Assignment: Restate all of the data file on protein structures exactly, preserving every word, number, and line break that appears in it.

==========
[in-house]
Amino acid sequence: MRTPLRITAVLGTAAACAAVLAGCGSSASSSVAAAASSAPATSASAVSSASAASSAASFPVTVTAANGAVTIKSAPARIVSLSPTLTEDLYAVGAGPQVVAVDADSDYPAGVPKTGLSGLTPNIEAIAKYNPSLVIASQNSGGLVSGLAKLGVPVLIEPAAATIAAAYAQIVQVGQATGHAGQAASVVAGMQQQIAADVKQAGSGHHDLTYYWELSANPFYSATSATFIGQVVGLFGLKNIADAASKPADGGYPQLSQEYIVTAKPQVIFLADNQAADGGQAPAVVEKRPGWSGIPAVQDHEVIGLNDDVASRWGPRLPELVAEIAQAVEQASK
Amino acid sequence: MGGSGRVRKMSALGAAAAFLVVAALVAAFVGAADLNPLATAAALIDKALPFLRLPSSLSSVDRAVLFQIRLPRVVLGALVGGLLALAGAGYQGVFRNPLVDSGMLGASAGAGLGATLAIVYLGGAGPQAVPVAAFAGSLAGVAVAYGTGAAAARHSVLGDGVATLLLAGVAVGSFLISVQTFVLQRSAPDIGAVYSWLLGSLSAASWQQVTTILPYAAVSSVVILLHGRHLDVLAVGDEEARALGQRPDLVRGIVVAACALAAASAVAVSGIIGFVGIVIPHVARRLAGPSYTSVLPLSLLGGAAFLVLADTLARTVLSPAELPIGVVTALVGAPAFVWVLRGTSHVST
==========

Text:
[in-house]
Amino acid sequence: MRTPLRITAVLGTAAACAAVLAGCGSSASSSVAAAASSAPATSASAVSSASAASSAASFPVTVTAANGAVTIKSAPARIVSLSPTLTEDLYAVGAGPQVVAVDADSDYPAGVPKTGLSGLTPNIEAIAKYNPSLVIASQNSGGLVSGLAKLGVPVLIEPAAATIAAAYAQIVQVGQATGHAGQAASVVAGMQQQIAADVKQAGSGHHDLTYYWELSANPFYSATSATFIGQVVGLFGLKNIADAASKPADGGYPQLSQEYIVTAKPQVIFLADNQAADGGQAPAVVEKRPGWSGIPAVQDHEVIGLNDDVASRWGPRLPELVAEIAQAVEQASK
Amino acid sequence: MGGSGRVRKMSALGAAAAFLVVAALVAAFVGAADLNPLATAAALIDKALPFLRLPSSLSSVDRAVLFQIRLPRVVLGALVGGLLALAGAGYQGVFRNPLVDSGMLGASAGAGLGATLAIVYLGGAGPQAVPVAAFAGSLAGVAVAYGTGAAAARHSVLGDGVATLLLAGVAVGSFLISVQTFVLQRSAPDIGAVYSWLLGSLSAASWQQVTTILPYAAVSSVVILLHGRHLDVLAVGDEEARALGQRPDLVRGIVVAACALAAASAVAVSGIIGFVGIVIPHVARRLAGPSYTSVLPLSLLGGAAFLVLADTLARTVLSPAELPIGVVTALVGAPAFVWVLRGTSHVST